Community Highlights

On each Women’s Equality Day (August 26) since 2014, the Michiana Women Leaders project has spotlighted women in the region who have blazed new trials, been relentless advocates, guided the community through changes and dedicated their lives to caring for others. Organizers had observed that the local historical record doesn’t adequately represent the contribution of women and were seeking to change that.

There are more than three thousand species of mosquitoes throughout the world, some of which are present in your backyard. Mosquitoes are adaptable and can live in almost any environment if there is some source of water. Mosquitoes have a slender, segmented body, a single pair of wings, six legs, antennae, and elongated mouthparts. The mosquito life cycle consists of egg, larva, pupa, and adult. Mosquitoes need water in order to lay their eggs. The eggs then hatch into larvae that feed on aquatic algae and organic materials in the water.

The Wellness Center is uniting with two major sports distributors to offer you exclusive discounts. We have teamed with Nike and Eastbay, two of the world’s top athletic distributors, to offer you deals on athletic apparel. This partnership is only available as part of the Native American fitness collaboration and orders must be placed in person at the Pokagon Band Wellness Center. There are some limitations and the discounts vary on select items.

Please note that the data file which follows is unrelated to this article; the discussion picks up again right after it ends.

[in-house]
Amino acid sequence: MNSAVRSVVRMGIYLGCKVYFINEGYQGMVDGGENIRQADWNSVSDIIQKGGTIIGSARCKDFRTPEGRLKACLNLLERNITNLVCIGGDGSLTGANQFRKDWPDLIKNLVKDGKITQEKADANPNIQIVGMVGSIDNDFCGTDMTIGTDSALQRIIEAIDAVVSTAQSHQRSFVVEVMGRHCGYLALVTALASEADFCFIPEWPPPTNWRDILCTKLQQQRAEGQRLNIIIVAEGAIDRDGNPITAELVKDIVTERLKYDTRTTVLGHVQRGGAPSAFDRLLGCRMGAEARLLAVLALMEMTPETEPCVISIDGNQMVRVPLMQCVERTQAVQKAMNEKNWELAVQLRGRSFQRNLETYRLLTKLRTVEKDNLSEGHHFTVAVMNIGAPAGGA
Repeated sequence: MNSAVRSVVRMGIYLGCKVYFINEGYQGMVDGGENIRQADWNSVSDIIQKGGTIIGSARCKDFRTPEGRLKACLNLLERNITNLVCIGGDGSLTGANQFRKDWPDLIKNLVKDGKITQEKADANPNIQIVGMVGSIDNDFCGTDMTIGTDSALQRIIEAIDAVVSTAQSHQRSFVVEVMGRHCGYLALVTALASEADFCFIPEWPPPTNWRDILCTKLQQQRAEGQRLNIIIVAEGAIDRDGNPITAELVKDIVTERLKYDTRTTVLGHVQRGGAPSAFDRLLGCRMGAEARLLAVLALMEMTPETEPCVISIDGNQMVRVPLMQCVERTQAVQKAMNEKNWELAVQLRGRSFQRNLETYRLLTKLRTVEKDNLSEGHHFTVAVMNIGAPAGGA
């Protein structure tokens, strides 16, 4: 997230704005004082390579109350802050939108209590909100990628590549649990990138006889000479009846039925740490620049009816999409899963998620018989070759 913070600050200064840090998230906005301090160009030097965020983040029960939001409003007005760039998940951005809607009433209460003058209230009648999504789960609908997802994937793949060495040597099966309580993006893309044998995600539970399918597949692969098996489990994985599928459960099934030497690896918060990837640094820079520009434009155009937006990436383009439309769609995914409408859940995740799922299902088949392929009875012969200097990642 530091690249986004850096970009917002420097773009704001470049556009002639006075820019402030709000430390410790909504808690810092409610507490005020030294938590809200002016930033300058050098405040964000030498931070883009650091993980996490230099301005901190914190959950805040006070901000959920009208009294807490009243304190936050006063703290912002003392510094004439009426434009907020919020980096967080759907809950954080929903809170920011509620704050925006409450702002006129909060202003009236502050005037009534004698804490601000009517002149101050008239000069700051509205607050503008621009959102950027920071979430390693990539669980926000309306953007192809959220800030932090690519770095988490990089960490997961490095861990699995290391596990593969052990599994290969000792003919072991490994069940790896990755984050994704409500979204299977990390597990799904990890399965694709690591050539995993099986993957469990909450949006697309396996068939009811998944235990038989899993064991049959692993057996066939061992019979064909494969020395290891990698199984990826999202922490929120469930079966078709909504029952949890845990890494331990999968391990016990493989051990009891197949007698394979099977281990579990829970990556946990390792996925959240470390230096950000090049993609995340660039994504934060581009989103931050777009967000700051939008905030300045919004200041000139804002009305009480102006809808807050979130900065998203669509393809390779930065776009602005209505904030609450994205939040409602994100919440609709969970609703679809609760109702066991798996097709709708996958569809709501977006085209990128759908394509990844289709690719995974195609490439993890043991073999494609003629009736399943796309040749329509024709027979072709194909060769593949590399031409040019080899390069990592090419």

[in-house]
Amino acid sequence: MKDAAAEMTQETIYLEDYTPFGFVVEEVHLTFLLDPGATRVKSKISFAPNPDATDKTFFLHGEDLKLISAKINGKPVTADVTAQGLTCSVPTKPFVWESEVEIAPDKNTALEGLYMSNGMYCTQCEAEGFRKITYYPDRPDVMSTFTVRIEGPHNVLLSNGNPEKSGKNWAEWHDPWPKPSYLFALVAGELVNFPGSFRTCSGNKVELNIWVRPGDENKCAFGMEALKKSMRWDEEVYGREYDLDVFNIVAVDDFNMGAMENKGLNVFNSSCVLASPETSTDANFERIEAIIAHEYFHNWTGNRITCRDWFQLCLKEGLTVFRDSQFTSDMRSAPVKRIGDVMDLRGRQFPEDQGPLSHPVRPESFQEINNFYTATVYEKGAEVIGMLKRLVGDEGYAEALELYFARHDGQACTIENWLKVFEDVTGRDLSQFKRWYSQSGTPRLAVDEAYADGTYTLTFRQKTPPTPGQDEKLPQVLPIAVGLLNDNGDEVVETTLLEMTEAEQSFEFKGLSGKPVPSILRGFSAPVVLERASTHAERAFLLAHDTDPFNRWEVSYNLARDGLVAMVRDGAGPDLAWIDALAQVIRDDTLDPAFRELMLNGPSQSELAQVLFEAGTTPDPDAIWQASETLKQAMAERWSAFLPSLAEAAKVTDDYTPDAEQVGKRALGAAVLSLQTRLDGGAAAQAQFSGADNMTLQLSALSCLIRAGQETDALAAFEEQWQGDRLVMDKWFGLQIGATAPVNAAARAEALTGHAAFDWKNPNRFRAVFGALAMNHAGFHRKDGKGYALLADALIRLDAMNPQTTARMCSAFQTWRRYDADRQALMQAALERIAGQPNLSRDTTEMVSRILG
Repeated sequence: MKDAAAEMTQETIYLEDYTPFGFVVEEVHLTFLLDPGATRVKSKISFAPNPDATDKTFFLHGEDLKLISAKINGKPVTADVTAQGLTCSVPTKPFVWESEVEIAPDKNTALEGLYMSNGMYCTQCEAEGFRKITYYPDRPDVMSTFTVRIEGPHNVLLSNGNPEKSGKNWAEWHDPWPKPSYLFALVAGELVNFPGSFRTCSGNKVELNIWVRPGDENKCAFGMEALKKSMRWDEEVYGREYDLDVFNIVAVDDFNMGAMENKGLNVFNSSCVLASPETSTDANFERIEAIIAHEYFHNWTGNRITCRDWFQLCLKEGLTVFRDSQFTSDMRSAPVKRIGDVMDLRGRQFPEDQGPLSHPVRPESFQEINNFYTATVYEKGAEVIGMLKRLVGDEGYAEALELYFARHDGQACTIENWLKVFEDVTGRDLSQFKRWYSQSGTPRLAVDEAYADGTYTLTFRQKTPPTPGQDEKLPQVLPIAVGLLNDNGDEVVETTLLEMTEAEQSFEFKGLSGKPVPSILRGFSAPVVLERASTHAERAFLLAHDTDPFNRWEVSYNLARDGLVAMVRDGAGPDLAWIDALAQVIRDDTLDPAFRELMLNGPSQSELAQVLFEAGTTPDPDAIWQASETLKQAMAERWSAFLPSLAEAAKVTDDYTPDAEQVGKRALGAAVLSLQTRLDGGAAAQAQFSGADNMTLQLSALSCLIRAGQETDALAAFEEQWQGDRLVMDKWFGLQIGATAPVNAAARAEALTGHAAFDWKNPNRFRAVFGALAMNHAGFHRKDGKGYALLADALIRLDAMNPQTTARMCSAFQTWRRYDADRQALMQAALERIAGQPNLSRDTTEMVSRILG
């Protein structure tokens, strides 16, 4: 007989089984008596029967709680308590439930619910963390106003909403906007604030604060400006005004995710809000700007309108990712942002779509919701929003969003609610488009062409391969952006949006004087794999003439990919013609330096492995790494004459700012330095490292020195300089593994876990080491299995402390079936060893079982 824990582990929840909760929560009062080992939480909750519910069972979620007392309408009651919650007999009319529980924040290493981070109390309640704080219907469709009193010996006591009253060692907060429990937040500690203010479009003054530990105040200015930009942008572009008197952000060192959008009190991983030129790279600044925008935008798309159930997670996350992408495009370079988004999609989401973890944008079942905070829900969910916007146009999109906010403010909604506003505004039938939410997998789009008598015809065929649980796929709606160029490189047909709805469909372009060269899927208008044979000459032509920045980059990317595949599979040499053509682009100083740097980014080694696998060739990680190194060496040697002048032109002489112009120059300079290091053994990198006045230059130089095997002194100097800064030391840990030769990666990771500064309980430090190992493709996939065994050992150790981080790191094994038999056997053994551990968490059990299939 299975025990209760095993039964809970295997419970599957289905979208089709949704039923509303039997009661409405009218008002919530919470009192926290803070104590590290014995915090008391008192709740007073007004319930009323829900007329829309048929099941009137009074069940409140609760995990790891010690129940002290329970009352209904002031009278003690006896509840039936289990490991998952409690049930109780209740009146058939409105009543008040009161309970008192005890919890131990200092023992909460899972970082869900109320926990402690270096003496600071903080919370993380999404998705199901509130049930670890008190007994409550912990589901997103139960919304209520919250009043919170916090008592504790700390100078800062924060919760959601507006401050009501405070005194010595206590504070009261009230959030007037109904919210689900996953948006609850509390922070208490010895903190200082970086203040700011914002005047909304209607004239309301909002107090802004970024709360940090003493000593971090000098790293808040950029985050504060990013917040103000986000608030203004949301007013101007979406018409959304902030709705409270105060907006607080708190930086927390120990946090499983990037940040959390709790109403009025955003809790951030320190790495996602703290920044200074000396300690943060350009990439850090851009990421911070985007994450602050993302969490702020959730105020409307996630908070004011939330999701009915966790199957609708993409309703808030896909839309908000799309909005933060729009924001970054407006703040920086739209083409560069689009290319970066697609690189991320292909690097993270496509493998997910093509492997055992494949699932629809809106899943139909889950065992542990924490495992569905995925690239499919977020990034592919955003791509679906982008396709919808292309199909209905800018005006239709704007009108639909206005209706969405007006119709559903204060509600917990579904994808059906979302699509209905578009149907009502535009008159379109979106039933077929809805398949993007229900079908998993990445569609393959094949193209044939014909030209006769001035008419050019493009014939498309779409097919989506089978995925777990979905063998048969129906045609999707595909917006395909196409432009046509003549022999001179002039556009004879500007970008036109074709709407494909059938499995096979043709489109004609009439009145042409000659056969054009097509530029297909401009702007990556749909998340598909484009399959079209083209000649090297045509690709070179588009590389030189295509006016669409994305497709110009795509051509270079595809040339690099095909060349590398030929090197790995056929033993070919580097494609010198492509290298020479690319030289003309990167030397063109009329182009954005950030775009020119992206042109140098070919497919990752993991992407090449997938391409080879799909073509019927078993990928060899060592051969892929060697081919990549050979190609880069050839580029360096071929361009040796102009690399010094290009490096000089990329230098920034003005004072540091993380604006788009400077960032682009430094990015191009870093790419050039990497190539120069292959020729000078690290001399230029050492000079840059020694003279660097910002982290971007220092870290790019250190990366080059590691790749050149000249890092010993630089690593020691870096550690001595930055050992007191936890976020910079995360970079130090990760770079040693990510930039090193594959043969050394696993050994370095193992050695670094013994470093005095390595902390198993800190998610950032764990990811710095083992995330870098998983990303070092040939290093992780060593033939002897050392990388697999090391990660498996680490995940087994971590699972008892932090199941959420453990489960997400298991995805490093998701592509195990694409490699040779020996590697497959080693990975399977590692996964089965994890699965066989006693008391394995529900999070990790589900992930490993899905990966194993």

Seven Generations Architecture + Engineering (7Gen A+E) is a proud member of the Mno-Bmadsen Family of Companies. It was founded in 2012 and is a tribally-owned, 8(a), small disadvantaged, HUBZone business owned entirely by the nongaming investment arm of our tribe. Seven Generations A+E was created and established to support the growing need for design services within the tribe’s geographic and economically controlled land development.

Western Michigan University became the latest institution to acknowledge its place on historically indigenous land when its Board of Trustees approved a public statement at a recent meeting.

Such statements, known also as a land acknowledgement, ask people to consider and reflect upon the historical occupants of the land they currently inhabit and have become a trend among universities, museums, and other organizations in recent years. WMU’s statement reads: